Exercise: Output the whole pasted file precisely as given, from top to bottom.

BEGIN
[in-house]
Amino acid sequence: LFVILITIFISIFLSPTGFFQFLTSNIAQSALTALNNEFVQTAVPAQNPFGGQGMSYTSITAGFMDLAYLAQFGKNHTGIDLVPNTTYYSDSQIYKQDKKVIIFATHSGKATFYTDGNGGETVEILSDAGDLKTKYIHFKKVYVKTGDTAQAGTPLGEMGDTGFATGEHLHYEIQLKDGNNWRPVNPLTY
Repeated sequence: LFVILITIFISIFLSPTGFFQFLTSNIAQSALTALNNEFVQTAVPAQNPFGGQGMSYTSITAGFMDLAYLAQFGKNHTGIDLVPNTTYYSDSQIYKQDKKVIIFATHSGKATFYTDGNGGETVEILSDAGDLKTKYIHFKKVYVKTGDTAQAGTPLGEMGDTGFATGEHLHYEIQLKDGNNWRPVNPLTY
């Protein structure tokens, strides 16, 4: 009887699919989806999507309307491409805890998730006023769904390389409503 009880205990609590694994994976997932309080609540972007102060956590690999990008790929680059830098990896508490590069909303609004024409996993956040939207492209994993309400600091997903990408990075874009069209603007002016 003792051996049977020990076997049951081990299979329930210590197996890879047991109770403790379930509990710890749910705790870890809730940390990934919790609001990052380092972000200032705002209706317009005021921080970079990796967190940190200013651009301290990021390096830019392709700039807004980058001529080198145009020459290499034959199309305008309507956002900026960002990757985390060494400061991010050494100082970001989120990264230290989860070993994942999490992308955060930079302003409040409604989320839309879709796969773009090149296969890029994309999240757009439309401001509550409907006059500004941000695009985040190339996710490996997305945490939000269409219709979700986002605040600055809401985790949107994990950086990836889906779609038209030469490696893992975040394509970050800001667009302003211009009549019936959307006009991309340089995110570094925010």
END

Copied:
[in-house]
Amino acid sequence: LFVILITIFISIFLSPTGFFQFLTSNIAQSALTALNNEFVQTAVPAQNPFGGQGMSYTSITAGFMDLAYLAQFGKNHTGIDLVPNTTYYSDSQIYKQDKKVIIFATHSGKATFYTDGNGGETVEILSDAGDLKTKYIHFKKVYVKTGDTAQAGTPLGEMGDTGFATGEHLHYEIQLKDGNNWRPVNPLTY
Repeated sequence: LFVILITIFISIFLSPTGFFQFLTSNIAQSALTALNNEFVQTAVPAQNPFGGQGMSYTSITAGFMDLAYLAQFGKNHTGIDLVPNTTYYSDSQIYKQDKKVIIFATHSGKATFYTDGNGGETVEILSDAGDLKTKYIHFKKVYVKTGDTAQAGTPLGEMGDTGFATGEHLHYEIQLKDGNNWRPVNPLTY
């Protein structure tokens, strides 16, 4: 009887699919989806999507309307491409805890998730006023769904390389409503 009880205990609590694994994976997932309080609540972007102060956590690999990008790929680059830098990896508490590069909303609004024409996993956040939207492209994993309400600091997903990408990075874009069209603007002016 003792051996049977020990076997049951081990299979329930210590197996890879047991109770403790379930509990710890749910705790870890809730940390990934919790609001990052380092972000200032705002209706317009005021921080970079990796967190940190200013651009301290990021390096830019392709700039807004980058001529080198145009020459290499034959199309305008309507956002900026960002990757985390060494400061991010050494100082970001989120990264230290989860070993994942999490992308955060930079302003409040409604989320839309879709796969773009090149296969890029994309999240757009439309401001509550409907006059500004941000695009985040190339996710490996997305945490939000269409219709979700986002605040600055809401985790949107994990950086990836889906779609038209030469490696893992975040394509970050800001667009302003211009009549019936959307006009991309340089995110570094925010």